The benefits of a temporary job

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The main difference between a temporary and a permanent job is essentially that a permanent position has no defined end date, whereas with a temporary position does.

So how can someone benefit from a temporary job?

A temporary job is sometimes referred to as a contractual position and will come available for a wide variety of reasons. Perhaps there are needs for a specific project, or there is an unforeseen increase in the workload. There is also the possibility that it is a replacement for someone who has gone on parental leave or sick leave and they will be returning in the future. Temporary positions vary widely in length – from a few weeks to a year or longer.

The pros and cons of a temporary position

Many people consider permanent employment ideal because it offers job security and other benefits such as an annual bonus, health insurance and retirement contributions. In addition, many managers prefer to see stability on a person’s résumé, meaning that the person is not “job hopping” and changing jobs every year or so. It should be noted that the more frequently one occupies temporary positions, the more one risks being pigeon-holed as someone who is only considered for temporary jobs, so it is important to weigh the pros and cons before accepting a temporary position.

With that said, employment security is not what it was in our parents’ generation. We often read in the news about companies downsizing, outsourcing or closing altogether. In fact, nowadays, at least from an HR perspective, it’s considered a success if an employee stays in their position for a three- to five-year window before growing to a different position within the organization or leaving to go to another company entirely.

We have also seen a shift in values whereby traditional, permanent employment does not align with lifestyle choices. Some parents prefer to stay at home and focus on raising a family. Some people have aging parents or family members suffering from illness and need flexibility. Many millennials who have recently graduated want to start their career and also enjoy the freedom to travel or pursue personal projects. For individuals in these types of scenarios, temporary employment can offer options that a permanent position cannot.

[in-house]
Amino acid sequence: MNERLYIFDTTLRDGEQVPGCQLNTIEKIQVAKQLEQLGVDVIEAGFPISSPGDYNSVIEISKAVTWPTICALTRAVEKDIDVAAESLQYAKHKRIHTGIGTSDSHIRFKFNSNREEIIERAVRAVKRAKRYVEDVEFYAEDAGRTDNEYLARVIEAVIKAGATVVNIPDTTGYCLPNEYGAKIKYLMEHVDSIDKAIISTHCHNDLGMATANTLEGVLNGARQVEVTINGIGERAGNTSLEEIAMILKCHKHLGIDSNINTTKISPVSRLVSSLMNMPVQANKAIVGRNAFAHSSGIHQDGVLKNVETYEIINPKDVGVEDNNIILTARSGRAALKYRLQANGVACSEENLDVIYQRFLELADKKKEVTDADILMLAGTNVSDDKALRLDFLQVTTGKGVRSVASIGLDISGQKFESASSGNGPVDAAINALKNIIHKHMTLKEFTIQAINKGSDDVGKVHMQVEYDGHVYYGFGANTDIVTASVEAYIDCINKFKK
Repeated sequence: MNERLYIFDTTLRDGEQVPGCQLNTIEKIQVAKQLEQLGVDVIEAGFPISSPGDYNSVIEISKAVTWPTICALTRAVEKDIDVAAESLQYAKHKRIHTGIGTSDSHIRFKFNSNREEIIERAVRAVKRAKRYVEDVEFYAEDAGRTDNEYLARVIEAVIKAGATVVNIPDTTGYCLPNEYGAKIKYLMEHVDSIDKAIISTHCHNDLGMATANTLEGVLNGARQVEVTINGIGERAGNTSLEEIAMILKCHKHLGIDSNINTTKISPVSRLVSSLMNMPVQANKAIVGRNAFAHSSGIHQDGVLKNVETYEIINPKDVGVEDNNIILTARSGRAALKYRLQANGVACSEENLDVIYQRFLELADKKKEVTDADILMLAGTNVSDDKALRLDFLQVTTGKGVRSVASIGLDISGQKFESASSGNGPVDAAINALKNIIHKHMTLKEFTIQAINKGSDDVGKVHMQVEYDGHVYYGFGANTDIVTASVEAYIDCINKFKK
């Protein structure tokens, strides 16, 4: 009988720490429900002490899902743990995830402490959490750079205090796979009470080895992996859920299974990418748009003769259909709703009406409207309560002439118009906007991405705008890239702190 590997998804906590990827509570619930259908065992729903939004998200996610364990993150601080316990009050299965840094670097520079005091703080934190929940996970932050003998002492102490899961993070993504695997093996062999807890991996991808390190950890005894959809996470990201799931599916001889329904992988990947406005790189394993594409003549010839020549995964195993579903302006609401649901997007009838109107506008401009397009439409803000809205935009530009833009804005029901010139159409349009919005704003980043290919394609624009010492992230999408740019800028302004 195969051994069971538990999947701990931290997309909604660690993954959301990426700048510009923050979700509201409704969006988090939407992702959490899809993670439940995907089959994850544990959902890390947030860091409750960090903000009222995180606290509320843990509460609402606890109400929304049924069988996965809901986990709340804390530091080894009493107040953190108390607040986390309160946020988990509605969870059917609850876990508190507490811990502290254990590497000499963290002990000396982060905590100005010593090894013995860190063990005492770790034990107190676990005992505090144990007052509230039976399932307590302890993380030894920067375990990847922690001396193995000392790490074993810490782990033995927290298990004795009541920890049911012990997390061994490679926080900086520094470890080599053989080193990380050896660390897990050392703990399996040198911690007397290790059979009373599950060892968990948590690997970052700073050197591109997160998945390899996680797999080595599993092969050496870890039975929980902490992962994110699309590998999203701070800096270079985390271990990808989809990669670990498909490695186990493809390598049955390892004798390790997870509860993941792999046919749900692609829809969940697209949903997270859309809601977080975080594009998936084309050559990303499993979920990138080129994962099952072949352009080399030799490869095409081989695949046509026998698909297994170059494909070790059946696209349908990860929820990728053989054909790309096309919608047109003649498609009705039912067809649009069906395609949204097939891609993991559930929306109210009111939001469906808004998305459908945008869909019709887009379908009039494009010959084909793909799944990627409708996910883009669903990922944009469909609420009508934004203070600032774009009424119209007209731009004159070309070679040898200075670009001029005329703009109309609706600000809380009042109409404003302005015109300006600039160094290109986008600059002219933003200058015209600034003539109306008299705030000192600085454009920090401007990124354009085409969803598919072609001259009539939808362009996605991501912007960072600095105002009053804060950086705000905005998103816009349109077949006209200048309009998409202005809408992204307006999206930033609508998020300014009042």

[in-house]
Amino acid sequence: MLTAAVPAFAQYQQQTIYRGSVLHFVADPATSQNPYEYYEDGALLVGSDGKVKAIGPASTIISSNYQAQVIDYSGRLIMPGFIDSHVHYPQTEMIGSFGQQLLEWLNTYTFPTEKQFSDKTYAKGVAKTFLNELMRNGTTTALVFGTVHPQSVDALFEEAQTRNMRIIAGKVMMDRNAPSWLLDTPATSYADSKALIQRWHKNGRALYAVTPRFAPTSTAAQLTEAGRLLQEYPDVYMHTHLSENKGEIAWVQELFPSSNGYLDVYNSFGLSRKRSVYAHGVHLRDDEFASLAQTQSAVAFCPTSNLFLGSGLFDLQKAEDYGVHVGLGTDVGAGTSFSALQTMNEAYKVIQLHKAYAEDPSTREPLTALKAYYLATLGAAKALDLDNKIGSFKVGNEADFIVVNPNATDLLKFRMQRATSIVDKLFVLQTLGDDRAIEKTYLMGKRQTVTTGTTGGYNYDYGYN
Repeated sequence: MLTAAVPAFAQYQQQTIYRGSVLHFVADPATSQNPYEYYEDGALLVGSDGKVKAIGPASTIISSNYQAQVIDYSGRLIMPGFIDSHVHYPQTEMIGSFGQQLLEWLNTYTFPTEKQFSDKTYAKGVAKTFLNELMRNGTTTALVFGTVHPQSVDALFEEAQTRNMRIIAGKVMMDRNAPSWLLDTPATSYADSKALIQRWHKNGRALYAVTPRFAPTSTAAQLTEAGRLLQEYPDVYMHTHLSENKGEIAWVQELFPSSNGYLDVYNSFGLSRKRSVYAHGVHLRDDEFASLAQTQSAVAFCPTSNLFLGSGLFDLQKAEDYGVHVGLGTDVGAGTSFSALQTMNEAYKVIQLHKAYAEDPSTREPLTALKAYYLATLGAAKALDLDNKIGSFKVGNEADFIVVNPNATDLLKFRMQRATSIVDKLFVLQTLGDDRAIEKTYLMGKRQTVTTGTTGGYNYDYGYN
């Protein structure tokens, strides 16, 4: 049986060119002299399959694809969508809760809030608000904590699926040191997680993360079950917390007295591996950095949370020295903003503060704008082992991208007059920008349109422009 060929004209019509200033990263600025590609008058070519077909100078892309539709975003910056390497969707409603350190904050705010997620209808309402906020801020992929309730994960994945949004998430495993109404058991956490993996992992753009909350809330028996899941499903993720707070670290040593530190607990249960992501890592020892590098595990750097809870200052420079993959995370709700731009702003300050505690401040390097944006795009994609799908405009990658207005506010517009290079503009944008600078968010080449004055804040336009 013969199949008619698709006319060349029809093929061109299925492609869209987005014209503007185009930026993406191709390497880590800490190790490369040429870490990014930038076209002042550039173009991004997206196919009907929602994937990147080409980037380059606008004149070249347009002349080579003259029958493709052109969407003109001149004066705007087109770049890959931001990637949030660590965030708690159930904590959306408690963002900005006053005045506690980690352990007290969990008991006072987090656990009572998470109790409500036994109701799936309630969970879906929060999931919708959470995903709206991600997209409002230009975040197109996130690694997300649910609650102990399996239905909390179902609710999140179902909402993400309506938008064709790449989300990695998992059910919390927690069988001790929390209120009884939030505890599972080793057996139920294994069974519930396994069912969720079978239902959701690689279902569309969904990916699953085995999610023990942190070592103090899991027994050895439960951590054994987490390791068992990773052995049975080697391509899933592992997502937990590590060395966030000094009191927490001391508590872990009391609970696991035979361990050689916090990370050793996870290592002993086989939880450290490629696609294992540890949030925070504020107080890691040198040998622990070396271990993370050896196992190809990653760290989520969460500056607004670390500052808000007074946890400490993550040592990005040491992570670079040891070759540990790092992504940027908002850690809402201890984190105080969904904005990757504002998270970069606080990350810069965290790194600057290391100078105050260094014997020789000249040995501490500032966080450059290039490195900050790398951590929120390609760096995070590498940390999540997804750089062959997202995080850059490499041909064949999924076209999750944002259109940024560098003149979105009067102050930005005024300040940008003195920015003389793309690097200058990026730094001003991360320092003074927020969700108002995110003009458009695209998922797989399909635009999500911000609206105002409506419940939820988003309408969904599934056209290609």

When a temporary position can help your career

I can share firsthand experience because it was a temporary position that started off my career in Talent Acquisition. At the time I was a fresh-faced youngster a few years out of university with unbridled enthusiasm. I had the freedom to not be too concerned about the stability issue and it was a chance to try something new. Little did I know at the time that I was embarking on a journey that would launch my career. Not only did my employer convert me to a permanent status but I also picked up the skills required to work in HR without returning to university for additional specialization. This is my story, and I know countless others who have had a fresh start thanks to a temporary job.

As a recruiter, I can tell you that hiring managers widen the pool of candidates they are willing to consider in the interest of filling the position quickly. If you are looking to expand your skill set and your lifestyle permits it, a temporary job could be a great way to propel you in the direction you want to go.

If you work for a large, well-established company, you may even be able to benefit from a temporary position without sacrificing job security. Some companies offer the possibility to accept a temporary assignment then return to your position when the assignment is over. Many hiring managers actually favour someone from within the organization when the profession permits it, because they are already familiar with the company culture and practices. When the employee returns to their position, more often than not, new doors open because they have another perspective on the company and can benefit their manager and colleagues in new and more synergistic ways.

While a temporary position is not for everyone, I think it’s important to never dismiss possible opportunities. It often happens in our careers that taking a risk can be well worth the reward.